I'm sure it's just me, and Comedy Nights with Kapil is a good show but though I've often tried to watch it, I've found it hard to get into. Most people will say it doesn't matter what I think — fair enough. Then they'll say only the TRPs matter and Kapil Sharma is a very significant media figure. Call me old-fashioned, but that's precisely why it's worth us thinking about Kapil Sharma's show. Especially since he doesn't always seem to.
A video grab from Comedy Nights with Kapil
On November 26, the guest being Saina Nehwal, the show's cross dressing character Palak, did a turn as Serena Williams. The problem was not that Sania Nehwal, a badminton player, was supposed to watch a sketch about a tennis player. I mean kifark painda ji, ladies must be encouraged, as Kapil sanctimoniously said at the end.
The problem was that Palak was in Blackface — skin blackened, lips hugely exaggerated, like a minstrelsy throwback.
Do Kapil Sharma and his team, and the team at the television channel, not know that blackface is an intensely racist theatrical tradition, where white actors blackened their faces and painted on thick lips, to play stereotypical African-American figures? And that these figures were always depicted as sly or stupid, servile or cunning, always inferior, playing into the worst race prejudices which existed against a history of inhuman cruelty? Do they also not realise it's doubly offensive when at this precise moment, the news from their aspirational other, the USA, has seen of anger around a racist violence and grand jury verdict in the killing of Michael Brown by a white police officer in Ferguson, Missouri?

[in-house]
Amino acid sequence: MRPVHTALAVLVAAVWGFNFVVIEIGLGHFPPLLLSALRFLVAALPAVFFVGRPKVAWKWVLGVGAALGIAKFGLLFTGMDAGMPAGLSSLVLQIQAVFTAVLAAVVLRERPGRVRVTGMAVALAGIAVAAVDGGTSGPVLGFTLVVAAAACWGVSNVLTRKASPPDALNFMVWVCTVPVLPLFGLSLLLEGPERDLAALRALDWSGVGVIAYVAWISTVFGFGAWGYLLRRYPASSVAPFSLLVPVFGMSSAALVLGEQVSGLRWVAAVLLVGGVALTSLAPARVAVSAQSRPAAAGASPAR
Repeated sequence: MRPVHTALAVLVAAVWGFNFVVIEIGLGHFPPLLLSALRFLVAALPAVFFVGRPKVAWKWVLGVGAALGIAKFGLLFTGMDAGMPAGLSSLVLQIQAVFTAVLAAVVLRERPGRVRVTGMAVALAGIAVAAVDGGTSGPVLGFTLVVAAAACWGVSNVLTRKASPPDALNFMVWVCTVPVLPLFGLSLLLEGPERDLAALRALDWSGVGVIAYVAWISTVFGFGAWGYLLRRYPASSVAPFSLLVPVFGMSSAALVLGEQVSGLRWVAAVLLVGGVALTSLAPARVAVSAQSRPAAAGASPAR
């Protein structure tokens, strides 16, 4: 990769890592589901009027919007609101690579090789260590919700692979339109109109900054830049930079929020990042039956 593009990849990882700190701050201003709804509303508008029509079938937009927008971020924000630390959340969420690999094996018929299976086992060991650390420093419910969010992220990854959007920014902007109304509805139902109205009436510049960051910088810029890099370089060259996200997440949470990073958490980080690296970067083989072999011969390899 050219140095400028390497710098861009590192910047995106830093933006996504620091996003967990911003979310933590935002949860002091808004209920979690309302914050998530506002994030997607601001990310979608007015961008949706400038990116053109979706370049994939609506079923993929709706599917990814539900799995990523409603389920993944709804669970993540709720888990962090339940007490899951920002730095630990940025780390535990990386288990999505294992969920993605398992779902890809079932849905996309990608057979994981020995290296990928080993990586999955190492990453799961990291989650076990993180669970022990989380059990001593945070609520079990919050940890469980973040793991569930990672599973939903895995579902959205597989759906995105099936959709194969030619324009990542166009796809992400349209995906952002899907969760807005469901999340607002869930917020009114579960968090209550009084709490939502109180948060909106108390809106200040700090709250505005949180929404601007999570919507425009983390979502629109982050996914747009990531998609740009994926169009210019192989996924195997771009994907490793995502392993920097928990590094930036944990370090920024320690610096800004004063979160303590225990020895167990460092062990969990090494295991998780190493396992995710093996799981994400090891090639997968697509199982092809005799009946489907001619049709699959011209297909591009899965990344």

If they do not know, they must be very well-off indeed, because only the well-off can afford the luxury of this blindness and ignorance.
It is this increasing willful blindness that has slowly erased all the complex traditions of irony, drollness, satire and even broad humour from our media screens, where comic talents such IS Johar and Om Prakash could once reign alongside flatter comics. And it is this blindness that does not seem to see how offensive it is that fat people are always shown only as stupid, graceless and a-sexual. That women are always sexy and ditzy or simple and domestic. That South Indian characters continue to have thick accents that are supposed to represent a thick mind. That, in their works, Christians are still lazy drunks and Muslims are extremists who need to mend their ways — as a short film by Brij Bhushan Sharma playing in PVR cinemas before the main feature suggests.
You can only really produce such images continually by being blind to the realities of caste violence and rape (then say caste is dead) and blithely proud of your ignorance, congratulating yourself on your success, but never using your new-found resources to question your assumptions. After some time, these highly skewed images become a reference point for reality in a cycle of ignorance and violence.
I'm not suggesting an arid landscape of stiff political correctness. Stereotypes often arise from reality. But we can be humorous about them either with the irony and affection, which comes from intimacy and knowledge. Or we can mock difference to confirm and propogate prejudice.
Paromita Vohra is an award-winning Mumbai-based filmmaker, writer and curator working with fiction and non-fiction. Reach her at www.parodevi.com.
The views expressed in this column are the individual's and don't represent those of the paper.